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The benefits of alcohol, especially to the functioning of the hearth and circulatory system have always been recognized by many researchers world-wide . But besides, these positive effects, alcohol use, even in moderate amounts can be detrimental under certain conditions. Several studies have recognized the hypoglycemic effect of alcohol use in excessive doses. Centuries ago, Krebs and fellows admitted that acute alcohol intake in excessive doses results in hypoglycemia [2,3]. However, little is still known about the aftereffects of alcohol at low doses, even after a week's interval of moderate drinking.
We examine the efficiency of glucose homeostasis control of non-drinkers and episodic moderate drinkers, after approximately one week interval of moderate drinking and under intensive mental activities.
The Ethics Committee approved the study protocol and informed consents were obtained from the volunteers after the aims and objectives of the study had been explained. The study took 6-hours (on fasting), involving male students (5 non-drinkers and 8 episodic moderate drinkers that have abstained from alcohol drinks of any composition for at least the last seven days before the study). Blood glucose concentration (BGC) was measured at 2 hours interval, including initial BGC. Various questionnaires - AUDIT, texts and questions, neuropsychological questionnaires, tests on visual, auditory, operative short-term memory and attention (using Anfimov geometric tables) were used as a measure. The Pearson and Student's t-tests were employed for statistical analysis of results. The probability value for significance was set at p < 0.05.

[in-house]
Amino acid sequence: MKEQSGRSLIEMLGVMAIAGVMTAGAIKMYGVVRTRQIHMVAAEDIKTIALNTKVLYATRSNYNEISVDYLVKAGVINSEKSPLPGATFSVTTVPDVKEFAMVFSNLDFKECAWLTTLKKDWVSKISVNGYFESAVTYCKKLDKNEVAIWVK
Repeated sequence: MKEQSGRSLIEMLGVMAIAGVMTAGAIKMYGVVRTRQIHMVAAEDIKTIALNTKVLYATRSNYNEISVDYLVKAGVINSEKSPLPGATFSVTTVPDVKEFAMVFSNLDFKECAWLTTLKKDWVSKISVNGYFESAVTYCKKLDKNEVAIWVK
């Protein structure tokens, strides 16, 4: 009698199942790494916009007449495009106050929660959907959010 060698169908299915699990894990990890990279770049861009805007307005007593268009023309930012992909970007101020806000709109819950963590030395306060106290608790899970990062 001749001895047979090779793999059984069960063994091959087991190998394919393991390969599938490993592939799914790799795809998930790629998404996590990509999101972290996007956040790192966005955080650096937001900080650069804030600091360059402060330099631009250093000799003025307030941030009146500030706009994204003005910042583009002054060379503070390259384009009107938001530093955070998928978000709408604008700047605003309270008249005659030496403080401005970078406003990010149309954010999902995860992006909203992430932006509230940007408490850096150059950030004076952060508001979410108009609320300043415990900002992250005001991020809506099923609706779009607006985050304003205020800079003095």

Significant decrease in the effectiveness of active attention and a faster development of fatigue after 4-6 hours of mental activities in episodic moderate drinkers, compared to non-drinkers was statistically proven. Disorders in episodic moderate drinkers are retained within a period of 7-10 days after moderate alcohol use. The non-drinkers had increasing BGC in relation to their initial level in all phases of the experiment (ð < 0.001). Increase in BGC of alcohol users was observed only within the first 2 hours (p < 0.05). Thereafter, a significant fall in BGC was observed in the 4-6 hrs of the experiment in relation to the BGC of anon-drinkers and its level after 2 hours. Episodic moderate drinkers had 26 times higher errors on various tests than the abstainers (p < 0.001). The errors made on various tests increased with decrease in BGC (r = -0.83; p < 0.01).
This is the first study involving male volunteers to show that alcohol use, even episodic (1-2 times/month) in small doses (23 ± 8 ml/person/session), after 7-10 days of alcohol intake, is accompanied by long-term glucose homeostasis disorders, leading to cognitive function disturbances and a decrease in the effectiveness of mental activities. Significant decrease in BGC in episodic moderate drinkers was detected in a condition of intensive mental activities and was apparent only after 4-6 hours decrease in BGC. Non-drinkers had an increase in blood glucose concentration under the same condition. Disorders in glucose homeostasis control might be the basis of cognitive function disorders in drinkers.